Staying in hospital with your child – what you’ll need

If your child has been admitted to hospital, they are probably staying on a children' cancer ward. These are generally friendly, positive places and staff will offer both you and your child plenty of help and support.

What facilities can I expect?

Most children’s wards have staff and facilities to help keep your child occupied. Only your child is eligible for hospital meals, but there will usually be a kitchen where you can make a cup of tea and possibly prepare snacks. There are usually showers available for parents and a place to wash your clothes.

Most hospitals provide information about their wards, facilities and the local area. You can check out UK hospitals in your area.

What should I bring with me?

Some items that other parents like to keep packed for a hospital stay include:

  • Toiletries – lip balm, hand cream and moisturisers can be particularly handy
  • Entertainment for your child – whether that’s toys, games, activity books, portable DVD player or pre-downloaded apps on a smartphone or tablet
  • Your phone or tablet charger
  • Your child’s favourite snacks and drinks
  • Books and magazines to keep you occupied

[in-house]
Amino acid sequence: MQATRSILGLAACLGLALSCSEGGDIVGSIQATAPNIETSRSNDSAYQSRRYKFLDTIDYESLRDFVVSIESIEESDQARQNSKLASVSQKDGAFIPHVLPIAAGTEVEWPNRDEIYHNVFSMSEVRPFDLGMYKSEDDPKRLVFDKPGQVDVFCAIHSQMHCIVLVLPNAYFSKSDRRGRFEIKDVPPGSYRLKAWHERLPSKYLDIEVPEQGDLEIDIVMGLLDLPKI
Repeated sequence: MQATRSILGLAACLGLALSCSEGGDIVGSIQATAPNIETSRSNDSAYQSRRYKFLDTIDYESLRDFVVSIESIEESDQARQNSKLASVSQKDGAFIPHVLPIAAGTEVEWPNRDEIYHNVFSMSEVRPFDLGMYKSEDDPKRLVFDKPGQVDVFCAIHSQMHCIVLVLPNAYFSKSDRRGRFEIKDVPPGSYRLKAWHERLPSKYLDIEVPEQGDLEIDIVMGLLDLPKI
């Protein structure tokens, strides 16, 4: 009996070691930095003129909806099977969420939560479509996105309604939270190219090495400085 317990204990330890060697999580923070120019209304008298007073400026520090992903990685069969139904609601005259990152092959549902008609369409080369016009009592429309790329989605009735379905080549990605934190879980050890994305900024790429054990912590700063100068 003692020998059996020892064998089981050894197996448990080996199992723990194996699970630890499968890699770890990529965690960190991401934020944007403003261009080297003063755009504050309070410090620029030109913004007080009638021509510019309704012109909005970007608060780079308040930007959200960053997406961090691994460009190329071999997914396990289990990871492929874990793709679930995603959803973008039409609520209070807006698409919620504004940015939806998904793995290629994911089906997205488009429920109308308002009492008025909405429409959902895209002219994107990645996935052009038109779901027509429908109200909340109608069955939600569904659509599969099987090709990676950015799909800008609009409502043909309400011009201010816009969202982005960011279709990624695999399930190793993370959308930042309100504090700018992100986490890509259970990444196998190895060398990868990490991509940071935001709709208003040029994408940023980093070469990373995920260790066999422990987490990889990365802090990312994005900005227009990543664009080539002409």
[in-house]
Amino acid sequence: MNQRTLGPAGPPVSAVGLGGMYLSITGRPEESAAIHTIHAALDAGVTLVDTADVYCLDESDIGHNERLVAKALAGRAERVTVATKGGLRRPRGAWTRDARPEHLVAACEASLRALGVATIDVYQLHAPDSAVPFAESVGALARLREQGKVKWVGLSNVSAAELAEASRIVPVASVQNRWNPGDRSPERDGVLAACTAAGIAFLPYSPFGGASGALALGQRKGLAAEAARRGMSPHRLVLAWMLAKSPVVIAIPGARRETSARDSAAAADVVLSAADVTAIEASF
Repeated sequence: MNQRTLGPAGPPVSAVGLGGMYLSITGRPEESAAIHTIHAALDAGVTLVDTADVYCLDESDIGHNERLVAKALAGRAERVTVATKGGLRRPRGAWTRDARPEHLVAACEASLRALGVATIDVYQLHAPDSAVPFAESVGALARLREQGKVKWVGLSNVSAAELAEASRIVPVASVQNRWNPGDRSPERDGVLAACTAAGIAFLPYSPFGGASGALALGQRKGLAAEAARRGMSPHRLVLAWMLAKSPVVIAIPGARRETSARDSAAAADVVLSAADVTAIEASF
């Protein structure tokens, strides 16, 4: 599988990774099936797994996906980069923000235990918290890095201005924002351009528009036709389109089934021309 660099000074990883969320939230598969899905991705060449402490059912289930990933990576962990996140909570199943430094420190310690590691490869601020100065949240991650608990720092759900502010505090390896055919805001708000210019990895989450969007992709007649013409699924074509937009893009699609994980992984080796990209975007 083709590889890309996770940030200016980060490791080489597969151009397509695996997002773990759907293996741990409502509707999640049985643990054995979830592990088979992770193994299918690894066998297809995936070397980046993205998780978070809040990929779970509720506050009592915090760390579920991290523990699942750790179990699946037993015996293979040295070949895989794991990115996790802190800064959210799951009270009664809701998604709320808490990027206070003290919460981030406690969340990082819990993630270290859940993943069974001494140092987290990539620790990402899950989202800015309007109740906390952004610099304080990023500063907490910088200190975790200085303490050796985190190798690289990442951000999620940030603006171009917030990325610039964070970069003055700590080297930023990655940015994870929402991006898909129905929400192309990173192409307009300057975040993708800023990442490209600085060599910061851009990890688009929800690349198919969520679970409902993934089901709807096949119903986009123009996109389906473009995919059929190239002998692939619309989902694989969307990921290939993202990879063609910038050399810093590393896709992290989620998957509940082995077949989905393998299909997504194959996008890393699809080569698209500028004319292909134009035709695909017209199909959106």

• Clothes for you and your child
  • Something snuggly for your child to wear such as pyjamas, slippers or dressing gowns
  • Diary or organiser and a pen to take notes
  • Washing powder or liquid
  • Anything your child will find comforting to have with them such as a cuddly toy or photographs.

Tips for coping with ward life

  • Aim to get off the ward for a short break each day, even if it’s just for a quick coffee or a walk around the block. Ward staff will support you with this. When you leave the ward, let a member of staff know how long you’ll be gone and how to contact you if necessary.
  • Try to keep things as normal as possible for you and your child – that includes the usual boundaries you set for their behaviour.
  • If you have any worries or questions, talk to a member of your child’s care team. It may be helpful to write down questions as they occur, so you remember them.
  • Most children’s wards have a TV and video games available and these can be a useful way for you and your child to build relationships with other families.
  • Try taking an active role in your child’s care by helping them with meals, wheeling their drip, taking them to the toilet and so on.
  • If your child is struggling to cope with aspects of treatment, most children’s wards have play specialists who can help. They use play to help children understand what’s happening and cope with their treatment.
  • Feel free to draw the curtain round and spend some quiet time with your child when you need to. Occasionally, you may be asked not to do this if staff want to closely observe your child. Just ask if you aren’t sure.

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